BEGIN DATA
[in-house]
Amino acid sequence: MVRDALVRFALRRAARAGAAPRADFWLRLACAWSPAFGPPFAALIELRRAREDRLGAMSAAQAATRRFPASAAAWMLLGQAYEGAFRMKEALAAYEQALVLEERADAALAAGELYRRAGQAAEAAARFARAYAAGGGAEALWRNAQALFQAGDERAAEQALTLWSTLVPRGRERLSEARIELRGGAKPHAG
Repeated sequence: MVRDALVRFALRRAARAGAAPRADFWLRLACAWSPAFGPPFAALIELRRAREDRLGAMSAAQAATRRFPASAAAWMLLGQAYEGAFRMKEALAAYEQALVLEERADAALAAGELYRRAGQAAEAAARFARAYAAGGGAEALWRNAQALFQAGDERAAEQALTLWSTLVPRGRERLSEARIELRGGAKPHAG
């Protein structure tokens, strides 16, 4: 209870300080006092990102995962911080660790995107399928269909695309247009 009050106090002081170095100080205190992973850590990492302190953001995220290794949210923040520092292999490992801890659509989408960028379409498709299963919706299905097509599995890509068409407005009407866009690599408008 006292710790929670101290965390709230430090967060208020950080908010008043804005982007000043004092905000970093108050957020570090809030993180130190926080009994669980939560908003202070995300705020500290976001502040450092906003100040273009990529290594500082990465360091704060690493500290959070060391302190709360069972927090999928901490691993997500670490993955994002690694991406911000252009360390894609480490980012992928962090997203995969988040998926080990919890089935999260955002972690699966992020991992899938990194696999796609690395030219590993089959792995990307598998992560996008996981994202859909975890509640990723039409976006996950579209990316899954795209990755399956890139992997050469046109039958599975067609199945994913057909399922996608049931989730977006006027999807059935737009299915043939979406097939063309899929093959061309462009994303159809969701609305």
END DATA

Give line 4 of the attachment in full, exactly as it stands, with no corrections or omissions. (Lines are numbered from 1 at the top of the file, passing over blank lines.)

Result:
């Protein structure tokens, strides 16, 4: 209870300080006092990102995962911080660790995107399928269909695309247009 009050106090002081170095100080205190992973850590990492302190953001995220290794949210923040520092292999490992801890659509989408960028379409498709299963919706299905097509599995890509068409407005009407866009690599408008 006292710790929670101290965390709230430090967060208020950080908010008043804005982007000043004092905000970093108050957020570090809030993180130190926080009994669980939560908003202070995300705020500290976001502040450092906003100040273009990529290594500082990465360091704060690493500290959070060391302190709360069972927090999928901490691993997500670490993955994002690694991406911000252009360390894609480490980012992928962090997203995969988040998926080990919890089935999260955002972690699966992020991992899938990194696999796609690395030219590993089959792995990307598998992560996008996981994202859909975890509640990723039409976006996950579209990316899954795209990755399956890139992997050469046109039958599975067609199945994913057909399922996608049931989730977006006027999807059935737009299915043939979406097939063309899929093959061309462009994303159809969701609305």